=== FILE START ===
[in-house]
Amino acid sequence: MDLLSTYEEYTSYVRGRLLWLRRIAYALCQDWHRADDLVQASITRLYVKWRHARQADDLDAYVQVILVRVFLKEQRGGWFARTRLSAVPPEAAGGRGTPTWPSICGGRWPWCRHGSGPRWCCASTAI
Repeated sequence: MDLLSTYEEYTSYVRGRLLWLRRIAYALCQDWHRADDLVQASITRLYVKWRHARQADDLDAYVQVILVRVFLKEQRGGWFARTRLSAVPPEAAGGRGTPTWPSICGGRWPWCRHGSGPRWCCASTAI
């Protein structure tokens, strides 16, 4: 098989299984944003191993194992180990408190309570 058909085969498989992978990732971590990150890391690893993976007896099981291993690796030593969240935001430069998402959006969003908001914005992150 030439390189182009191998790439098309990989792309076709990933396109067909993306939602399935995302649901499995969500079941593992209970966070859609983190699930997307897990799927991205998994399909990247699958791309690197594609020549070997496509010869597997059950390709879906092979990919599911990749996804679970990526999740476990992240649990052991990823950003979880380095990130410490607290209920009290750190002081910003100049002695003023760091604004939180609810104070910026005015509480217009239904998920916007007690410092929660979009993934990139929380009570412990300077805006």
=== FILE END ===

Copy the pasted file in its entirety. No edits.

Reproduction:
[in-house]
Amino acid sequence: MDLLSTYEEYTSYVRGRLLWLRRIAYALCQDWHRADDLVQASITRLYVKWRHARQADDLDAYVQVILVRVFLKEQRGGWFARTRLSAVPPEAAGGRGTPTWPSICGGRWPWCRHGSGPRWCCASTAI
Repeated sequence: MDLLSTYEEYTSYVRGRLLWLRRIAYALCQDWHRADDLVQASITRLYVKWRHARQADDLDAYVQVILVRVFLKEQRGGWFARTRLSAVPPEAAGGRGTPTWPSICGGRWPWCRHGSGPRWCCASTAI
């Protein structure tokens, strides 16, 4: 098989299984944003191993194992180990408190309570 058909085969498989992978990732971590990150890391690893993976007896099981291993690796030593969240935001430069998402959006969003908001914005992150 030439390189182009191998790439098309990989792309076709990933396109067909993306939602399935995302649901499995969500079941593992209970966070859609983190699930997307897990799927991205998994399909990247699958791309690197594609020549070997496509010869597997059950390709879906092979990919599911990749996804679970990526999740476990992240649990052991990823950003979880380095990130410490607290209920009290750190002081910003100049002695003023760091604004939180609810104070910026005015509480217009239904998920916007007690410092929660979009993934990139929380009570412990300077805006």